Sep 18, 2016

What is shunning and why is it used?

Dave Dormer, CBC News 

Sep 18, 2016

A recent court decision has brought the rarely used practice of religious shunning into the spotlight.

The Alberta Court of Appeal decided to allow the Court of Queen's Bench to hear an application relating to the 2014 expulsion of a member of the Highwood Congregation of Jehovah's Witnesses.

The appellate court sided with Randy Wall, a Calgary real estate agent and member of the congregation who faced expulsion after admitting to being drunk on two occasions and verbally attacking his wife.

So what is shunning and why is it used?

"When someone in the group breaks the norms of the group," said Irving Hexham, a professor of religious studies at University of Calgary.

"When they go against what the group regards as its ethical standards, they essentially excommunicate the member and they tell members of their own community that they shouldn't talk to them, they shouldn't sometimes be in the same room as they are, they shouldn't have anything to do with them and they say they are not welcome in the church or meeting place of that community."

Jehovah's Witness aren't the only faith to use shunning as a form of punishment.

Excommunication from the Catholic Church is the most widely known, while the Church of Jesus Christ of Latter Day Saints has used a form of shunning. Some First Nations have used also banishment as punishment.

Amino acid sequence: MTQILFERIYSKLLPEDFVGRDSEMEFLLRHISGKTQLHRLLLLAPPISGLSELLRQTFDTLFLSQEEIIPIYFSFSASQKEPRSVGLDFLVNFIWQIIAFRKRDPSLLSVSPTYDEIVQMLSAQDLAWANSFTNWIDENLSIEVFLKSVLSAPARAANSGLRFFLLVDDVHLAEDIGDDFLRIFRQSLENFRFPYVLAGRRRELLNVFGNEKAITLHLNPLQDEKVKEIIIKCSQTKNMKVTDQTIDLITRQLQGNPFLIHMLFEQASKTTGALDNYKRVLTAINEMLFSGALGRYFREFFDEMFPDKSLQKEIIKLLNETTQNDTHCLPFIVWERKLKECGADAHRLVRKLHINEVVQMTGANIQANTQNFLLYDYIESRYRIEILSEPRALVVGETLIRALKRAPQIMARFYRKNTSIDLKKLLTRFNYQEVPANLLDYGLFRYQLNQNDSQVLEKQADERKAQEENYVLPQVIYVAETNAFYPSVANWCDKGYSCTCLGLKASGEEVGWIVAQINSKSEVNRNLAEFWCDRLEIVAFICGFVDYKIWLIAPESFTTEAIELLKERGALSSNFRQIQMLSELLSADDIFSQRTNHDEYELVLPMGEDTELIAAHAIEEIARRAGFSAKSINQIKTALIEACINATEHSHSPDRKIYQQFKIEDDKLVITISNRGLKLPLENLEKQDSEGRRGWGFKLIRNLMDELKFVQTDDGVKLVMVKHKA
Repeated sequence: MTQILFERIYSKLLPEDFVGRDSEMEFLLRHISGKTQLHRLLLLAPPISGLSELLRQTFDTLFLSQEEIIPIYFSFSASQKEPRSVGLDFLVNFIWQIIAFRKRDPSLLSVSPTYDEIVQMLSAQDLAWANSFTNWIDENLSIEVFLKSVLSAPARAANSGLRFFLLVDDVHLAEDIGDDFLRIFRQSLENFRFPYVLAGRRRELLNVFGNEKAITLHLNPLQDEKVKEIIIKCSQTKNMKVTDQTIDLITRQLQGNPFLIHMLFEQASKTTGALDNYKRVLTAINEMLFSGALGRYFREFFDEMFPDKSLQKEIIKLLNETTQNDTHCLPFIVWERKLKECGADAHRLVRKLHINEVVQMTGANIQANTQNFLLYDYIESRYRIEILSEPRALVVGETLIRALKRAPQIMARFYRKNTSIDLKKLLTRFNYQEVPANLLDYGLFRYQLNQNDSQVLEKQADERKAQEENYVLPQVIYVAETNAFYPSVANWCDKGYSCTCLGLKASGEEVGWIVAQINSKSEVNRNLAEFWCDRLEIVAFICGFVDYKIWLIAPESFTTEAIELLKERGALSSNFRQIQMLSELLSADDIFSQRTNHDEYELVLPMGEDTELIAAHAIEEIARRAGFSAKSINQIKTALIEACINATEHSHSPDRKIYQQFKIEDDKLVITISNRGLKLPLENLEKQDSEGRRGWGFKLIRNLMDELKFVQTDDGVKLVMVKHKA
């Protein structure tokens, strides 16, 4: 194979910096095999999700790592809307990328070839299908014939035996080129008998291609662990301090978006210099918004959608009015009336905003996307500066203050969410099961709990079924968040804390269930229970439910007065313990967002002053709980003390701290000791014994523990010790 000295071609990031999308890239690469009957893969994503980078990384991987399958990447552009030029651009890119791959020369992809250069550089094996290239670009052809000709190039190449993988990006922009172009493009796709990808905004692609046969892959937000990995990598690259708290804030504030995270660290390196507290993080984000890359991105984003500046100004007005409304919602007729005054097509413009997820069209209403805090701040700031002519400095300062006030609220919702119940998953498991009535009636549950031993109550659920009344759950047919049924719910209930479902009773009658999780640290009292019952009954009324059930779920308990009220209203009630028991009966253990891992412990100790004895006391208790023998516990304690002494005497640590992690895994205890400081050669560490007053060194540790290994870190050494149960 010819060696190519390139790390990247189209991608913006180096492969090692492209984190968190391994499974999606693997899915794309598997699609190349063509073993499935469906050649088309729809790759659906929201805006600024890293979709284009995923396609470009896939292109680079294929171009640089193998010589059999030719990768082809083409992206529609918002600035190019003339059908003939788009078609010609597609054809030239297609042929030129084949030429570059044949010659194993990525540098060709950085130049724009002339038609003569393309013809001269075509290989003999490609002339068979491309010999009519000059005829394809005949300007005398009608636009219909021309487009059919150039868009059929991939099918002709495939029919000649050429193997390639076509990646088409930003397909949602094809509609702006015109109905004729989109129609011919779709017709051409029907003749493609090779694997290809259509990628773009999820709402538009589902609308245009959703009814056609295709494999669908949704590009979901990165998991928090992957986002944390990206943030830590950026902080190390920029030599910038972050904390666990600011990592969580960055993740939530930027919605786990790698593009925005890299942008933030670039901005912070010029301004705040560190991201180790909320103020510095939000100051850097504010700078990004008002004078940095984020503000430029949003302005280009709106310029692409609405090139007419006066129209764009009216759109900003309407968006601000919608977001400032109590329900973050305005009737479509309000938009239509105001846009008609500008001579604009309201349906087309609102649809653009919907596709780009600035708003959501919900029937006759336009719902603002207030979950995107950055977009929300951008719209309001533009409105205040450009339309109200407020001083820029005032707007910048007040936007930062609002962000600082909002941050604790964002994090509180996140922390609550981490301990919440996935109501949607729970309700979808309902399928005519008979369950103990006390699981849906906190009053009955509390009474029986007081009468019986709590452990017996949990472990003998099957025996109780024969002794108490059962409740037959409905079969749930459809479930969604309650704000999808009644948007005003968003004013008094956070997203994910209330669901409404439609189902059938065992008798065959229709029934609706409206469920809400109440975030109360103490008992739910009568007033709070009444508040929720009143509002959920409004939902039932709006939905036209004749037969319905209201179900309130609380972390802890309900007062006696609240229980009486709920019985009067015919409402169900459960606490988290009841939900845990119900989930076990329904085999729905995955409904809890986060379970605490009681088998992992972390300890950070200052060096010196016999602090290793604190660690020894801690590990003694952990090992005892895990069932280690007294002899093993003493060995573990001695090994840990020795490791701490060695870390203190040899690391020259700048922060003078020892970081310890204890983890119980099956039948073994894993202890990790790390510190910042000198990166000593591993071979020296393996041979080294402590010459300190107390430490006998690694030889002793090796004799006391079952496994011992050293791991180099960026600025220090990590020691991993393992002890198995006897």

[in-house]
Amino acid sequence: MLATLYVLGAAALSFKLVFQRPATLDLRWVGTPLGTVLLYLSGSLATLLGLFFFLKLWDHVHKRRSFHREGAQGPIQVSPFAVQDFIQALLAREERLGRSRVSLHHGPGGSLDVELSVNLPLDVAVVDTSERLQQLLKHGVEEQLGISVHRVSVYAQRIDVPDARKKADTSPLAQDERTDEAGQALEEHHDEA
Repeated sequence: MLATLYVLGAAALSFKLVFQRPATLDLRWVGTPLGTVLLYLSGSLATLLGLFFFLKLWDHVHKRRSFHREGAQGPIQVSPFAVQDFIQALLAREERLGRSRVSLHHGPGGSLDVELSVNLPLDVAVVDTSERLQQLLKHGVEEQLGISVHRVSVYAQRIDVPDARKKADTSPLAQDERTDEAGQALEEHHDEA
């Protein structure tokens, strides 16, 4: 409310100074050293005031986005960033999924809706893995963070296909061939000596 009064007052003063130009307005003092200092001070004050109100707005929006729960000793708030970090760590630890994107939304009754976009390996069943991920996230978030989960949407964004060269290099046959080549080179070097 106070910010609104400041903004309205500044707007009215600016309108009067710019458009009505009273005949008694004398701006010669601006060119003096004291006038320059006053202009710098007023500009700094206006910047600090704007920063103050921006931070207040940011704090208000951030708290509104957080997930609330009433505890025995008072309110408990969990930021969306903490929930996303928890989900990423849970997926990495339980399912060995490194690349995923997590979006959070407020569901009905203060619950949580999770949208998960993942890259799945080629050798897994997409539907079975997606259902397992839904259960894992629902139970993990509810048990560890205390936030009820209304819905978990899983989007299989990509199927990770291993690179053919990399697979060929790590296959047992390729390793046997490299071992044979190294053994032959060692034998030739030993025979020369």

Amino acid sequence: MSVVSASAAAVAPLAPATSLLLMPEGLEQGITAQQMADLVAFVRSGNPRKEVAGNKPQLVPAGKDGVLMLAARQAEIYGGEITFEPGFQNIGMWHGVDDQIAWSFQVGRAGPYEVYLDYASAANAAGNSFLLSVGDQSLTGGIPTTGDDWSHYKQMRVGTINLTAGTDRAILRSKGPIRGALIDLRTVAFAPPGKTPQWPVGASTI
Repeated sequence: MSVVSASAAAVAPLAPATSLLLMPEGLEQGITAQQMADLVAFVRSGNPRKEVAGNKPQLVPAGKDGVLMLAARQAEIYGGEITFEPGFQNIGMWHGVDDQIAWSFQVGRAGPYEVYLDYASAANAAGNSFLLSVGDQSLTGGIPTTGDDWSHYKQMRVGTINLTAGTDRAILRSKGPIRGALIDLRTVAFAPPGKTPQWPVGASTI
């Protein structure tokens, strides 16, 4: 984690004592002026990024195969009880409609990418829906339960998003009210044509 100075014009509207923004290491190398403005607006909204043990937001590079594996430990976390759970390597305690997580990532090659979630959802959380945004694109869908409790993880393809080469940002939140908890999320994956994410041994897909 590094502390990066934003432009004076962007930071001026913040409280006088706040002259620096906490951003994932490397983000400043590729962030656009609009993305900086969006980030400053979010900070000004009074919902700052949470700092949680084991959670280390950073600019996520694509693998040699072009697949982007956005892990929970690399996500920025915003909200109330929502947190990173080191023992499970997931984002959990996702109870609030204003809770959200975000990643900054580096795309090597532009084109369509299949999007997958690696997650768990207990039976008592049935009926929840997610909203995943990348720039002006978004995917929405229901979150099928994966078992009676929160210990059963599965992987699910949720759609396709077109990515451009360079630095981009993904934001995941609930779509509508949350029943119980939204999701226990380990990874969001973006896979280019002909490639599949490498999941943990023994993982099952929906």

Once someone is shunned, it doesn't last forever, said Hexham.

"It lasts until the person who is identified as being the culprit either repents and comes back and asks for forgiveness and changes their ways," he said.

Hexham said he was surprised the appeal court sided with Wall.

"I thought it was rather absurd," he said.

"I didn't expect them to decide in his favour. I thought they would say, 'this is a religious group and there are norms within that group.' We recognize the separation of church and state and you voluntarily join the religious group and you voluntarily leave. Also, if they want to exclude you, that's their decision. You can't force people to become members of a religion. It's a private group."

Personal experience

Sheryl Waldner has experienced shunning, more than once.

A former member of a Hutterite colony in Manitoba, Waldner left the group in 2006 along several with her siblings, wanting to see more of the world.

For that, she is now shunned. Her own father had been shunned three years earlier after he became a Christian, she says.

"We were all an emotional mess," she said.

"We were full of fear because of the way we grew up… and because we didn't know how to live on the outside, or who we are as an individual."

What made leaving even tougher, said Waldner, was the fact she had no resources and couldn't speak English, as members of the colony spoke a unique form of German.

"We didn't have much of anything but people on the outside who were not ex-Hutterites, they invited us into their home. It was a small ministry in North Dakota," she said.

"They knew were desperate, they knew we were searching for something different."


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